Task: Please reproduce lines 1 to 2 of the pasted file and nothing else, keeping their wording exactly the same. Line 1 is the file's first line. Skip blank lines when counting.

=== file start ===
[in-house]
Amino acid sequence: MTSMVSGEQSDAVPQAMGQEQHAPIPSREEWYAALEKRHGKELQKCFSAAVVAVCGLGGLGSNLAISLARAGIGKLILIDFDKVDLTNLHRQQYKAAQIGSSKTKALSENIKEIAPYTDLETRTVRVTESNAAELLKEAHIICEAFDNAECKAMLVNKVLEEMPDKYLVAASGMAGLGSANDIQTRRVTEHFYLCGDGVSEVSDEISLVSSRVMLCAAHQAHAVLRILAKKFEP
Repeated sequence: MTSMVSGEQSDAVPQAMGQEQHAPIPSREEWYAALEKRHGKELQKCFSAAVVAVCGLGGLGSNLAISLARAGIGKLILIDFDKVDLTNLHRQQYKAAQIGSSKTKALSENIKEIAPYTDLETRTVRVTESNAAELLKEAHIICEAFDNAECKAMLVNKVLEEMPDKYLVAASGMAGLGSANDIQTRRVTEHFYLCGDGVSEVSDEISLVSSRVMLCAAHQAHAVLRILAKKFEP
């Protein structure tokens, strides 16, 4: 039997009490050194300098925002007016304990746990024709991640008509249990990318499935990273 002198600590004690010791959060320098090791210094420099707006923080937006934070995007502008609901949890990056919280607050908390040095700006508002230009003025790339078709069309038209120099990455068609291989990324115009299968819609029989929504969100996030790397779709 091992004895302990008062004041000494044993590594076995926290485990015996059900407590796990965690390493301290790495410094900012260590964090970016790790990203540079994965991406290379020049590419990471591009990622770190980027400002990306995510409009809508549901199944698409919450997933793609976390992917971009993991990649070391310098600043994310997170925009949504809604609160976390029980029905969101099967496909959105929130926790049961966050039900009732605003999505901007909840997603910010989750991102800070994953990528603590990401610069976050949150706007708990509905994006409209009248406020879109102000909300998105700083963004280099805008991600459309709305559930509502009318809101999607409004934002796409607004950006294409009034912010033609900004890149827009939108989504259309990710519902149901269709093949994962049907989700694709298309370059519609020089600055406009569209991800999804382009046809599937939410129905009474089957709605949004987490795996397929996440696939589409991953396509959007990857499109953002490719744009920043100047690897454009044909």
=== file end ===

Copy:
[in-house]
Amino acid sequence: MTSMVSGEQSDAVPQAMGQEQHAPIPSREEWYAALEKRHGKELQKCFSAAVVAVCGLGGLGSNLAISLARAGIGKLILIDFDKVDLTNLHRQQYKAAQIGSSKTKALSENIKEIAPYTDLETRTVRVTESNAAELLKEAHIICEAFDNAECKAMLVNKVLEEMPDKYLVAASGMAGLGSANDIQTRRVTEHFYLCGDGVSEVSDEISLVSSRVMLCAAHQAHAVLRILAKKFEP